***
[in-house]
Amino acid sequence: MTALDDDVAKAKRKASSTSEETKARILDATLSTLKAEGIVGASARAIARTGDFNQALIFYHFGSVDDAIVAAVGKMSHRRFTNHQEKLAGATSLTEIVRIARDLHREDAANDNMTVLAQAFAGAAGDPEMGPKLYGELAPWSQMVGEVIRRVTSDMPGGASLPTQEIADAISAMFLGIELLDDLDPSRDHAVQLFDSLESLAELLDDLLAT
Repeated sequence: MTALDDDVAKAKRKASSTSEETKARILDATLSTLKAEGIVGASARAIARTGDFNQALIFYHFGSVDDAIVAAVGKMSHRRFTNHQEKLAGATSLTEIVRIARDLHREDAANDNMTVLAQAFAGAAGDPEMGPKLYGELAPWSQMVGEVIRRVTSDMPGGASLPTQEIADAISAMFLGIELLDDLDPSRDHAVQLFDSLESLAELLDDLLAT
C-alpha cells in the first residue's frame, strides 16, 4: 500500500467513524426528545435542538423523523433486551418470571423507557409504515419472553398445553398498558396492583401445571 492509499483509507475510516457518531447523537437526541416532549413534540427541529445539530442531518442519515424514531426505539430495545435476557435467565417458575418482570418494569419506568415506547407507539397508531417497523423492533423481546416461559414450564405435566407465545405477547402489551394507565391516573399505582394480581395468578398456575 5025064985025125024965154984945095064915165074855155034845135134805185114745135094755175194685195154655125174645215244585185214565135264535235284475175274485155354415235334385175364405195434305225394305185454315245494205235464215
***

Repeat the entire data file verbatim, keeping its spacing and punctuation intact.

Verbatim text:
[in-house]
Amino acid sequence: MTALDDDVAKAKRKASSTSEETKARILDATLSTLKAEGIVGASARAIARTGDFNQALIFYHFGSVDDAIVAAVGKMSHRRFTNHQEKLAGATSLTEIVRIARDLHREDAANDNMTVLAQAFAGAAGDPEMGPKLYGELAPWSQMVGEVIRRVTSDMPGGASLPTQEIADAISAMFLGIELLDDLDPSRDHAVQLFDSLESLAELLDDLLAT
Repeated sequence: MTALDDDVAKAKRKASSTSEETKARILDATLSTLKAEGIVGASARAIARTGDFNQALIFYHFGSVDDAIVAAVGKMSHRRFTNHQEKLAGATSLTEIVRIARDLHREDAANDNMTVLAQAFAGAAGDPEMGPKLYGELAPWSQMVGEVIRRVTSDMPGGASLPTQEIADAISAMFLGIELLDDLDPSRDHAVQLFDSLESLAELLDDLLAT
C-alpha cells in the first residue's frame, strides 16, 4: 500500500467513524426528545435542538423523523433486551418470571423507557409504515419472553398445553398498558396492583401445571 492509499483509507475510516457518531447523537437526541416532549413534540427541529445539530442531518442519515424514531426505539430495545435476557435467565417458575418482570418494569419506568415506547407507539397508531417497523423492533423481546416461559414450564405435566407465545405477547402489551394507565391516573399505582394480581395468578398456575 5025064985025125024965154984945095064915165074855155034845135134805185114745135094755175194685195154655125174645215244585185214565135264535235284475175274485155354415235334385175364405195434305225394305185454315245494205235464215